This is not about whether they've been 'abused' or not, but about what they can do now for all  (for others and  themselves)! They don't limit themselves by the unpleasantries of the past.

   To care for others, when your own life isn't 'sorted', is not  comfortable… and the status-quo might thus push you to believe that you shouldn't care "too much" (if at all)… but never consider 'abusive' the ethical imperatives you need to respond to!

   If you wish to live in a better world, with less suffering, you're responsible (along others) for creating it!

    #TimeToAct ! To decrease true abuse, it is necessary to decrease violence, which requires decreasing weapons… no matter how profitable the business is, or "good for the economy",  or how narratives on self-protection push towards "take the weapons away from 'others' first, I'll keep mine for now"!
   That is to say it is necessary to accept an increase in vulnerability ( Sharing requires one to make the first step: if we wait for others to do so, everybody will wait forever!

   It also is necessary to condemn abuse, no matter how 'close' one is from the abuser (but without falling into witch hunts, nor into labelling everything 'abuse' sending one's family member or friend to prison might not be joyful, reporting "brothers in arms" for unethical behaviours might not be joyful and might even feel 'treasonous', but the law of silence is perpetuating a painful world! Making exceptions for those "closer to home" —e.g. exempting them from justice— sends the wrong signals (, maintains the world under the law of the strongest, perpetuates saṃsāra… This notably applies to military and police, i.e. the 'lawful' violence! The highest ethical standards are to be requested, and failures to maintain them should be responded to as not to be repeated (this is not about retribution, but about prevention: breaking the cycle). Forgiving veterans simply because they took risks for your benefits is not wise; it could be wise if you took responsibility for sending them, but that's never done. Soldiers say they followed orders, and citizens as well as politicians say they didn't give such specific orders (or simply that they're not the ones who pulled the trigger), everybody hides behind ambiguities… and violence based on selfish motives goes on (e.g. for an exclusive access to resources… or via 'preventive' violence against whoever one imagines 'could' potentially threaten one's prior appropriations, as if past appropriations could never be ethical mistakes, as if they could never even switch from acceptable to unacceptable when the context evolves).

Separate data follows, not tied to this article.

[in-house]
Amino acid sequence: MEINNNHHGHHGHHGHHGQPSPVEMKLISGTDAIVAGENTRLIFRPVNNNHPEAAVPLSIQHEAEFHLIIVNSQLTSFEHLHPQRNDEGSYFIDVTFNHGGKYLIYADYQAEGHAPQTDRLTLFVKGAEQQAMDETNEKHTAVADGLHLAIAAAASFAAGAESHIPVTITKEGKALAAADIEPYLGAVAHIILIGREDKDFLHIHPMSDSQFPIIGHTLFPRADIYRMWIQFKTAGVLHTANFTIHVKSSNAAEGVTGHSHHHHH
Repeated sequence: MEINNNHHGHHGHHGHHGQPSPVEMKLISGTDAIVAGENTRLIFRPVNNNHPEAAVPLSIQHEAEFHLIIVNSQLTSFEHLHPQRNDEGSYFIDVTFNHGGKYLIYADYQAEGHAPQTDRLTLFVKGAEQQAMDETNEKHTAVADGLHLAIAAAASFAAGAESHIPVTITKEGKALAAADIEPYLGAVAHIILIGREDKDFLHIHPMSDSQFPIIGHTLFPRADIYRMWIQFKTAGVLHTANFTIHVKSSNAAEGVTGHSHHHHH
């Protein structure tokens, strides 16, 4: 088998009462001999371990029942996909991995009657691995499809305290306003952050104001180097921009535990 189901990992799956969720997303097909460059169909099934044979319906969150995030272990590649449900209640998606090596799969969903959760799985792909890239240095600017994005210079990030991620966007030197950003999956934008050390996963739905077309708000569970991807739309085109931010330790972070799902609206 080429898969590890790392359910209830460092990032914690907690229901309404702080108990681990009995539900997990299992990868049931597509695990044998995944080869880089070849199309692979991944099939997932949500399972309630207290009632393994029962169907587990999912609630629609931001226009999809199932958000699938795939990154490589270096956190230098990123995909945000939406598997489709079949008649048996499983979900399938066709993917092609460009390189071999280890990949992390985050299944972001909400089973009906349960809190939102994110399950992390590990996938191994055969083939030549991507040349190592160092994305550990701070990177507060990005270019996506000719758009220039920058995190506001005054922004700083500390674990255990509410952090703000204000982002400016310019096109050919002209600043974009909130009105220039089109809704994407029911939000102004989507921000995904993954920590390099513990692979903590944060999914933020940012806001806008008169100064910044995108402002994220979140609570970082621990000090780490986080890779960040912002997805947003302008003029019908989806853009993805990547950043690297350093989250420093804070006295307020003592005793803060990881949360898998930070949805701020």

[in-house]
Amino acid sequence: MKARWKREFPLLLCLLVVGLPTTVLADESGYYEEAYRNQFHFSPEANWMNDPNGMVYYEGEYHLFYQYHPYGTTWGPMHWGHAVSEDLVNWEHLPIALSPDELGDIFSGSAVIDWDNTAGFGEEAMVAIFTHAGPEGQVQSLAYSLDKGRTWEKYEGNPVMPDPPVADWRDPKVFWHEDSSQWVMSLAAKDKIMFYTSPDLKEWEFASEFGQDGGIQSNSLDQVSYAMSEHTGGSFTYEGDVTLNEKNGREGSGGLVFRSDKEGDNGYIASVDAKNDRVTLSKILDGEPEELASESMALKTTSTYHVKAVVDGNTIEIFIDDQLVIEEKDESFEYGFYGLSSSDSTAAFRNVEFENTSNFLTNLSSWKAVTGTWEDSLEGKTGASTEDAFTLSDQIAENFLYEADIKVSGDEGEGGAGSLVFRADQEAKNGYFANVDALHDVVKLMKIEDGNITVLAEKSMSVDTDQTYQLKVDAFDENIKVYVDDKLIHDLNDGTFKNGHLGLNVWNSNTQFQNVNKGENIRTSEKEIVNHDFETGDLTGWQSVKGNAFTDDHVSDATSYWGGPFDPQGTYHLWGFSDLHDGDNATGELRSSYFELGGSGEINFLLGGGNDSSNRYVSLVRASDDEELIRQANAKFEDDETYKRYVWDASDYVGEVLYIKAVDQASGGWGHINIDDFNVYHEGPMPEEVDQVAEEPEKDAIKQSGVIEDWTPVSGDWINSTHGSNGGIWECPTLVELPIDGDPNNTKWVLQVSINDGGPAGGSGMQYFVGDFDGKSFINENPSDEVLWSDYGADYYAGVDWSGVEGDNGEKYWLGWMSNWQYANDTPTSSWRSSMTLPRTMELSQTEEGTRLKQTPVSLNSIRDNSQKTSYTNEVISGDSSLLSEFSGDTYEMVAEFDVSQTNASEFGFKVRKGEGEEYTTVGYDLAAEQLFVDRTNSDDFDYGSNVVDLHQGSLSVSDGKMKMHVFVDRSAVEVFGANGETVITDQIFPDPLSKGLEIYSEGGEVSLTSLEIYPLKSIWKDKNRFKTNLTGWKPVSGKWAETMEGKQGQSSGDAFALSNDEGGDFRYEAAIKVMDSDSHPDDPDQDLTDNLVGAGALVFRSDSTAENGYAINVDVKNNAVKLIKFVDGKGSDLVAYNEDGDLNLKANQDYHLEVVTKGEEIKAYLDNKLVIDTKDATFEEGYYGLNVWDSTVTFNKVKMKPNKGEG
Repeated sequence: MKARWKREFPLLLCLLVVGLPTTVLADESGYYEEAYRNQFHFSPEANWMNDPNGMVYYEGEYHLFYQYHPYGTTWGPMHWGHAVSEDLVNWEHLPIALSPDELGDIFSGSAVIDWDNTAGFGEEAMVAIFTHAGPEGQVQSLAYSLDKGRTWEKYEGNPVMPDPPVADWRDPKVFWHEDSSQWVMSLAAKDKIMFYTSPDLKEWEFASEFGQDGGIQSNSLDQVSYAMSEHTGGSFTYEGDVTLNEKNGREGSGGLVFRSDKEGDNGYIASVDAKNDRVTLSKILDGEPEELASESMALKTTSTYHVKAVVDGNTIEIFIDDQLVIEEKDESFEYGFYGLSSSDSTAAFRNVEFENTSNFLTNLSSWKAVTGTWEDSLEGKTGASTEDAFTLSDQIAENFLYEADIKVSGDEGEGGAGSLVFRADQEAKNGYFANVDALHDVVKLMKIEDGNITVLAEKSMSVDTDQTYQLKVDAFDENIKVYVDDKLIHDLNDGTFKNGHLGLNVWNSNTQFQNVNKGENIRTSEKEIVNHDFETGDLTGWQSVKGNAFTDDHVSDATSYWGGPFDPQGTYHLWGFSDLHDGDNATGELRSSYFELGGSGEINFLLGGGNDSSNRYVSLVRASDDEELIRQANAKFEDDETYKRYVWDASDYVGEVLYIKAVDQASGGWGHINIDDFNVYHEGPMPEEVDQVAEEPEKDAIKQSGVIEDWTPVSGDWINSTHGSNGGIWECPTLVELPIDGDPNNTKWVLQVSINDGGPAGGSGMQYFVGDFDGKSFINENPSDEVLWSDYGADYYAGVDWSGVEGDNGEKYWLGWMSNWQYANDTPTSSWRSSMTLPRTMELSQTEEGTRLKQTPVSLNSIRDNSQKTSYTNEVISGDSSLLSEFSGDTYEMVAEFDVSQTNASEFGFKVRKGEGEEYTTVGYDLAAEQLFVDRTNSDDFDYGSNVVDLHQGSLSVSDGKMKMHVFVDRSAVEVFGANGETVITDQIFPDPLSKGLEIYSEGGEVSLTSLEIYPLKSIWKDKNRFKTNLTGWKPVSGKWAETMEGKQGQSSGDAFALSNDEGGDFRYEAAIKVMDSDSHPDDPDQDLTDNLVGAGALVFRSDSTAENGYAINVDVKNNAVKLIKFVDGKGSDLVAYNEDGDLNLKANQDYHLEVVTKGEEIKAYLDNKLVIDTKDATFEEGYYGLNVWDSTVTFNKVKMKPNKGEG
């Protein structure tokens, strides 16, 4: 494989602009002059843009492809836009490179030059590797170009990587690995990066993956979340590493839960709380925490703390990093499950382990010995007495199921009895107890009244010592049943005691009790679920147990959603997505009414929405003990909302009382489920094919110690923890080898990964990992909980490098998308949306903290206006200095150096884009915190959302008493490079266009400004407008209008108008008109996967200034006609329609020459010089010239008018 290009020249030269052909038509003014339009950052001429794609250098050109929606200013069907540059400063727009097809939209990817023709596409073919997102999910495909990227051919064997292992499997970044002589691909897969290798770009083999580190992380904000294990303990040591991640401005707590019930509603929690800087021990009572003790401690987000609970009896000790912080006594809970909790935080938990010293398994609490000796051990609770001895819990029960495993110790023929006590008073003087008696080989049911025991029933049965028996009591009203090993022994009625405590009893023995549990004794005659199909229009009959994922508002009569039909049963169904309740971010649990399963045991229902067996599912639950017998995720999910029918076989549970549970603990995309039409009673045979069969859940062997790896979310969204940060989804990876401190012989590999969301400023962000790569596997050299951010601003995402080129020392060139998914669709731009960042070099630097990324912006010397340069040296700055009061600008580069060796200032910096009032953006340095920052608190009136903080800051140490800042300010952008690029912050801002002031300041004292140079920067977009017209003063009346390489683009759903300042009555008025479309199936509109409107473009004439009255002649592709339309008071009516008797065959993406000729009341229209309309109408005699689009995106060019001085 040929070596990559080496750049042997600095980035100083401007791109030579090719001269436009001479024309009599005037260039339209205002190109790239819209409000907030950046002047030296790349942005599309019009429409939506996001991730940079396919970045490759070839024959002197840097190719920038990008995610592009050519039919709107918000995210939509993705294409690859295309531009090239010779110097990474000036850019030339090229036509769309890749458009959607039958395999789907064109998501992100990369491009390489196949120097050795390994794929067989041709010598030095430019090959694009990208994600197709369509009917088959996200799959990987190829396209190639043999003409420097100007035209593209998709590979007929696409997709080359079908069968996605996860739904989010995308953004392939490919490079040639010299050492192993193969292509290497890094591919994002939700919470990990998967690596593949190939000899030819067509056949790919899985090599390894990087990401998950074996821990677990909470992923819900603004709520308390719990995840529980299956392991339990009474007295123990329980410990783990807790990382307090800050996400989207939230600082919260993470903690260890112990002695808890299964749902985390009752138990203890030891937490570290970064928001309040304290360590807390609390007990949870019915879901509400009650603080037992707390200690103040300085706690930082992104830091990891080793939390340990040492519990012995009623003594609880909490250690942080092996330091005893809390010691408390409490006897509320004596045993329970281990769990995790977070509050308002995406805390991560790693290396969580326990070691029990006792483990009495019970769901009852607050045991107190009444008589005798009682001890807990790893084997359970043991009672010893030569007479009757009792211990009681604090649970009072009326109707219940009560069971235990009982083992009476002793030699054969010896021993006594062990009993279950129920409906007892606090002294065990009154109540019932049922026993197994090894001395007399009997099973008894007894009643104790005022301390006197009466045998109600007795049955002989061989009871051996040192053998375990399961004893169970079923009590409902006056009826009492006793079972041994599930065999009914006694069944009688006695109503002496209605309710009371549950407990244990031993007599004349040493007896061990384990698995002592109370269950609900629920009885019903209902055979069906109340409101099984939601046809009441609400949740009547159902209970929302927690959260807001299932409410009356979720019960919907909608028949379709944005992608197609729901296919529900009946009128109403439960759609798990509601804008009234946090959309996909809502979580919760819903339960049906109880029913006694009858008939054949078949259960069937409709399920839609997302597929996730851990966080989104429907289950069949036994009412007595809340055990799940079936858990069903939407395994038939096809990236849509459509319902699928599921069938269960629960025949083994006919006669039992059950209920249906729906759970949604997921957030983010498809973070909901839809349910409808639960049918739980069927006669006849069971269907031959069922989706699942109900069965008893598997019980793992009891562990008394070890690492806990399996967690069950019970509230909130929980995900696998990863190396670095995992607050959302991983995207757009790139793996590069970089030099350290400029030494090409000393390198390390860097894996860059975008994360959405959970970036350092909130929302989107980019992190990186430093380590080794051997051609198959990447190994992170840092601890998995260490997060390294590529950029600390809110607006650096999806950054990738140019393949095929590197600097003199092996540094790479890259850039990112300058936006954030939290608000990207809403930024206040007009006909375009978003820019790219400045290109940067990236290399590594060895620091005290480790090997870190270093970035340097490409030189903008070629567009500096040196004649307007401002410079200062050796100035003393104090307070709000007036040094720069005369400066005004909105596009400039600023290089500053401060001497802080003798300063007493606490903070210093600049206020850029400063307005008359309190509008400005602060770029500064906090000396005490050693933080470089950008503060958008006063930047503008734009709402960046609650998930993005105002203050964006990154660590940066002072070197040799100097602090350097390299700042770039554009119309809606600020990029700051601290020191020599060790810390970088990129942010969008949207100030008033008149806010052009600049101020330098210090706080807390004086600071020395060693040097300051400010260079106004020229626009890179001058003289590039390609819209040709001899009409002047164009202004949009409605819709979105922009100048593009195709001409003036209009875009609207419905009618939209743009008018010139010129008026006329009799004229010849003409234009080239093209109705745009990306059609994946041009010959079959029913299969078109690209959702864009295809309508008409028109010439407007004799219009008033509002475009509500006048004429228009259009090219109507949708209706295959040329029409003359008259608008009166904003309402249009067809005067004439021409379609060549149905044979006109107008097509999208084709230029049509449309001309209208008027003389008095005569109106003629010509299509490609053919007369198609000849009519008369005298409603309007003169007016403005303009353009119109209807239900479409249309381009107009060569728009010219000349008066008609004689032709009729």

There are practical resources on non-violence (e.g., this isn't just a pipe dream.

   'Uncomfortable' isn't automatically 'abuse', and isn't automatically "to be avoided". Working towards Nirvāṇa is 'uncomfortable', simply because it challenges the status quo…
   Sure, we can blame the situation on others (Samuel L Jackson Blame) … or we can reflect on how we participate in the perpetuation and grow up (!
   True freedom requires freedom from lust, but also from aversion! Nirvāṇa is freedom from cyclical discomfort. When you're ready to be uncomfortable, when you're ready to face your fears, by questioning  what needs to be (e.g. your preference for your 'own' safety… used to 'justify' turning a bling eye on civilian "collateral damage" —what a nice desensitising label for killings!— after sending attack drones), i.e. when you have no aversion towards 'constructive' discomfort (without falling into righteous 'sacrifice', i.e. without lust for discomfort), you're on the path.

#Buddhism #nonviolence     
Illustration © Satish Tayade ? (to be confirmed… Found many copies over the internet but without trustworthy attribution)

Karmic continuations series:
• capitalism:
• dualistic views:
• the end justifies the (feral) means:
• arms race:
• news (Newtown, MA):